In case you missed it, I wrote my review of See You in the Cosmos in the blog early this month. Two book bloggers also posted their responses and reactions to the book. Teacher Cris' review has an "audio recording" using a Golden iPod and Philippine Board on Books for Young People President, Tarie Sabido's review includes a line up of cool activities for teachers and librarians. Needless to say, there are so many things to enjoy in this book besides, Alex's engaging thoughts about life, love and rocket science.
Here now are my recommended resources and guide for the avid reader, the teacher who will pick up the book for the class's reading list and the librarian who will discuss the book during the monthly book club.
It's not Rocket Science. But it is!
Build reading context about rockets and space shuttles. Alex's adventure begins the day he dreamed of launching a rocket into space. By joining an adult community of space and rocket science enthusiasts, Alex learned important lessons in building rockets, making mistakes and taking second chances. In The Chemistry of Rockets a video explaining how rockets work, middle grade readers of the book can take a closer look at rocket science. Education.com has DIY activities on making rockets that are applicable for entries to Science Fairs. NASA has a timeline of successful and disastrous space shuttle programs in the 20th century. Launching rockets into space isn't as cool as it seems to be when we see them on TV and in the movies.
Discussion question: What fueled Alex to launch a rocket into space?
Literary Link: Make a character chart or road map about Alex.
Use a mind map or graphic organizer to map Alex's character before he launched the rocket, during the course of his journey and at the end of the road trip he had with seemingly nice adults. Infographic apps like easel.ly and My Poplet can also be used. Below are guide questions in making the map, graphic organizer or infographic.
Who was the Alex you met at the start of novel?
What ups and downs did he experience along the way?
Who are the people Alex met that changed the way he looks the world?
What events in his journey confused him and inspired him to demand and seek the truth from his elders and from life in general?
How did he deal with his mother's condition?
Describe Alex at the end of the novel? How different is this Alex from the start of the novel?
Extending Understanding of the Text
What trips or journeys have you experienced that changed the way you view life or affirmed that life is worth living for?
How did the journey changed your views and beliefs?
Does the change in view or of belief in life move you to do something? If yes, what is your course of action? If not, why?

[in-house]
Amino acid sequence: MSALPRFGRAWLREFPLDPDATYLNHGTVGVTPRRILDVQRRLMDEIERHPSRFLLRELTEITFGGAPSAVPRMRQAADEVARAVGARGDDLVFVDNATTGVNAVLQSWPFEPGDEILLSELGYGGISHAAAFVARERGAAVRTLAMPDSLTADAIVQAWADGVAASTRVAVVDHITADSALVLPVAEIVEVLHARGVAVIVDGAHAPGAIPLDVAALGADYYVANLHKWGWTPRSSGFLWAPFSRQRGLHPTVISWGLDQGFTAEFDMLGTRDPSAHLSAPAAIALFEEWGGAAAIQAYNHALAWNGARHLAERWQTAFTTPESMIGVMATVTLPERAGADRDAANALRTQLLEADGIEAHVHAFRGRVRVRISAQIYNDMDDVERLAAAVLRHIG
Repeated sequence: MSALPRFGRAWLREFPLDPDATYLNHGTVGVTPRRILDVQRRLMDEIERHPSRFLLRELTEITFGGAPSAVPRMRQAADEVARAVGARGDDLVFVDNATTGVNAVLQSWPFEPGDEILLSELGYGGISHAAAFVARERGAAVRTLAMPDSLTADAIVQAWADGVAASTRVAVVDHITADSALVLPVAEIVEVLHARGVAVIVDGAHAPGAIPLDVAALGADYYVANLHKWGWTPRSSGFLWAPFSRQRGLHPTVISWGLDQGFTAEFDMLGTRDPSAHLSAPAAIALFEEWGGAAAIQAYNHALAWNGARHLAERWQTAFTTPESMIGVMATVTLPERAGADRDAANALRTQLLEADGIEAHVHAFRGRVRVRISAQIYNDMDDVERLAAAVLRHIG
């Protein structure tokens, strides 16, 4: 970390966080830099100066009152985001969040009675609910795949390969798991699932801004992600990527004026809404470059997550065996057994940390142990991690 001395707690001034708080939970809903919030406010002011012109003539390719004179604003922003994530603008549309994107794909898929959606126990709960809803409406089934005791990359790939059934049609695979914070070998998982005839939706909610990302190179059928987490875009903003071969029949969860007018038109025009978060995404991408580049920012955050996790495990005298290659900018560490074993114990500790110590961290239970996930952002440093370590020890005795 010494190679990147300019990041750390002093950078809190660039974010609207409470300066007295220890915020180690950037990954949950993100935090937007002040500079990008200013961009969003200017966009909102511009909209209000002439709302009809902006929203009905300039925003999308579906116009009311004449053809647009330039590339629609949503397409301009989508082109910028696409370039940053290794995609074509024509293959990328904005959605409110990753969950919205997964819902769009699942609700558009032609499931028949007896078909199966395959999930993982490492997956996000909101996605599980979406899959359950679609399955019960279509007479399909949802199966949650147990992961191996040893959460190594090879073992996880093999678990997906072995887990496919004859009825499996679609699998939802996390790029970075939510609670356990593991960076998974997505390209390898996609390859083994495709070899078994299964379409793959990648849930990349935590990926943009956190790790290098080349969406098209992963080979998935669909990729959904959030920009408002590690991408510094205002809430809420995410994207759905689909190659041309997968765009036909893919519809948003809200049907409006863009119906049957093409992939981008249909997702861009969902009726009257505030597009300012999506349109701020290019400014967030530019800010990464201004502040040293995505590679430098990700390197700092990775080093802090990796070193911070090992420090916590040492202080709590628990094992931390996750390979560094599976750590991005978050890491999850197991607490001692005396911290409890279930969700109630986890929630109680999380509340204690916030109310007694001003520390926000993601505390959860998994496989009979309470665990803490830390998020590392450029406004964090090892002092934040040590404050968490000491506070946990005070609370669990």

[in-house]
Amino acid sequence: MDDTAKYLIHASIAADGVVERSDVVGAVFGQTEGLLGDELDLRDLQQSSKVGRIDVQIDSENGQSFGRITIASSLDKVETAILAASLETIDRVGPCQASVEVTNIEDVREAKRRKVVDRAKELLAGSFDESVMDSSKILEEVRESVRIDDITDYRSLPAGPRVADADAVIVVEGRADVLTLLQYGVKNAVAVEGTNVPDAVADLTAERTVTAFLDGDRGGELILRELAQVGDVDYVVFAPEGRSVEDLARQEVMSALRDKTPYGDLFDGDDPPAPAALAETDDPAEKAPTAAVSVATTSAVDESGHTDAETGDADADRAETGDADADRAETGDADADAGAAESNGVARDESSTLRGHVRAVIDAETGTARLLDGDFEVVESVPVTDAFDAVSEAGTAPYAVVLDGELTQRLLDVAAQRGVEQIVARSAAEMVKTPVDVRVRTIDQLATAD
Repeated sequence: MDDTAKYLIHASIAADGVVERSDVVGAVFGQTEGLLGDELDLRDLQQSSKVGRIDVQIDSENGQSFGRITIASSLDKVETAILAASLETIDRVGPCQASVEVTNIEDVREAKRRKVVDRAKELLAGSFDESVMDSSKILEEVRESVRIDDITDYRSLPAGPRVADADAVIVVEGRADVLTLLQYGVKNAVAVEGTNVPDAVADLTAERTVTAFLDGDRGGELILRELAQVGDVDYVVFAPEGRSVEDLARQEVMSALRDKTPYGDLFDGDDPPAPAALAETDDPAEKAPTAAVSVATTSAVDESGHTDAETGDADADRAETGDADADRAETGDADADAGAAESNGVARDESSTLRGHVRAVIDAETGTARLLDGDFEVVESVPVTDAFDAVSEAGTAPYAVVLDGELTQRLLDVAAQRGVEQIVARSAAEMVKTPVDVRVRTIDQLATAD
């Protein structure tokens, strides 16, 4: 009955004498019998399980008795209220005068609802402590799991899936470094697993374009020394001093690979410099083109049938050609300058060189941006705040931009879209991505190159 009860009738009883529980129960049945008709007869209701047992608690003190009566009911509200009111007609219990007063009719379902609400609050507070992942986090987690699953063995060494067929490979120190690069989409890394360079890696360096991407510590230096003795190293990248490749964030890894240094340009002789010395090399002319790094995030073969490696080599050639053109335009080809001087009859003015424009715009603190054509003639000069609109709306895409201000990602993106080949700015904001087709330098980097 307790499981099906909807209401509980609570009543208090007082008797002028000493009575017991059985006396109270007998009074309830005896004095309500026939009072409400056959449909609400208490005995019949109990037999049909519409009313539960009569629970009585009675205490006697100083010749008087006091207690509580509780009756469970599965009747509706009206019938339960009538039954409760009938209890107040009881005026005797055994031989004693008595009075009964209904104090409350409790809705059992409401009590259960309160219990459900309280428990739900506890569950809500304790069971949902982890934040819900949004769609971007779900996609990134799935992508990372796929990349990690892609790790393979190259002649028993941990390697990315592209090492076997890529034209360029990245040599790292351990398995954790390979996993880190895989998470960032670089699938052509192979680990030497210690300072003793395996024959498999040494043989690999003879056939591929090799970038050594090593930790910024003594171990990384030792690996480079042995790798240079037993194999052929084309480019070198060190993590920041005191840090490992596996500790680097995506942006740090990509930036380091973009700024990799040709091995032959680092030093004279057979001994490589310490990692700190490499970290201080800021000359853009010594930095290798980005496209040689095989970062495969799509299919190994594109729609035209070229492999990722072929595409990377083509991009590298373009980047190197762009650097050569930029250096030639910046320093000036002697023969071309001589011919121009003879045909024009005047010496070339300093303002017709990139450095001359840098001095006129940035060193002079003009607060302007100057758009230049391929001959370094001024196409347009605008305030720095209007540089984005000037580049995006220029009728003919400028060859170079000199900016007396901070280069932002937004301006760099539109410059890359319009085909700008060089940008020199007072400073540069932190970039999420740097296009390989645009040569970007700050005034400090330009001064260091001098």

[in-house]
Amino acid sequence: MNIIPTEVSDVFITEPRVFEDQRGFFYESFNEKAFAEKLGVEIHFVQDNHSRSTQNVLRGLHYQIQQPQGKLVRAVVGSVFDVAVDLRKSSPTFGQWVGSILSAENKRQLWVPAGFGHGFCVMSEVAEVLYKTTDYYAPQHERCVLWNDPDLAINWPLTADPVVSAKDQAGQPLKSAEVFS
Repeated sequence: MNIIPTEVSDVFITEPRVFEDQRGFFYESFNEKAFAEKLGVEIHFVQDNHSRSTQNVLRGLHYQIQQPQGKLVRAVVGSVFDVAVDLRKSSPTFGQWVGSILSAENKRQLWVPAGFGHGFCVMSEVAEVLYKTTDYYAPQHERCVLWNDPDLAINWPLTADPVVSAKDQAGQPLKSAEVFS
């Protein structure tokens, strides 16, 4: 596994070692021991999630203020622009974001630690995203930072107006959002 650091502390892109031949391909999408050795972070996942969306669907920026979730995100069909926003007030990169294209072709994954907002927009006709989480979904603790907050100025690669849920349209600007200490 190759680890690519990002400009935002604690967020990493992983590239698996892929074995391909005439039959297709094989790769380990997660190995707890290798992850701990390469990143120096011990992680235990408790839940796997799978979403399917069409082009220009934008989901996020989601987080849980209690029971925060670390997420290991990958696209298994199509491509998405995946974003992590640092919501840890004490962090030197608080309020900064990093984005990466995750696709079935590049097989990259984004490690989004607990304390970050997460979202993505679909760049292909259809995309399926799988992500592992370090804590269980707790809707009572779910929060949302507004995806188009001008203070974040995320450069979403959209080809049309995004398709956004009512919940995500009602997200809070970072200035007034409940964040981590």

Carl Sagan, the scientist and not Alex's dog, is a real life character that made a big influence in Alex's fascination in space, astronomy and rockets. Figuratively, Carl Sagan is the representation of Alex's philosophical nature and his penchant for documenting the journey towards understanding the truth. A philosopher and scientist, Carl Sagan inspired others to be curious, courageous, humble, open and to take risks. These are characteristics we find in explorers and thinkers. These are the same qualities I find in Alex at every turn of the plot until the final chapters of the novel.
If anything, Jack Cheng, reminded me to continue pursuing dreams, silly or not, and to be like Alex or Carl Sagan who could wonder at the vastness of space and be in awe at the smallness of humanity against the backdrop of the greatness of the universe.
Just how relevant is Carl Sagan to modern science? The Smithsonian writes about him in 2014 and the legacy he left behind. Even the title of the book has the word, Cosmos, a homage to Carl Sagan and his enlightening documentary show on TV back in the 70s and in the 80s.
Just how relevant is Carl Sagan to humanity? Listen to his narration about humanity and space in the Pale Blue Dot, a recording made at NASA while the Golden Voyager beams itself from millions of light years away from where it was launched.
Discussion question: What modern day explorations are moving and shaking science and technology to new directions for humanity's progress and salvation?
1. Keep a journal where you record daily musings that may look or sound mundane. But, on closer inspection, these musings can grow into insights that reflect existential thoughts and ideas that span space and time. It may be a topic for a future essay in academic or personal purposes.
2. Blog about daily explorations with the self and the world around you. You will never know what you will discover just around the bend or in the recesses of your mind.
3. Take photos that interest you. It may be an object, an event a person you like. These may be jump off points for stories waiting to be told.
These are all for now. Until next book review, resources and guide.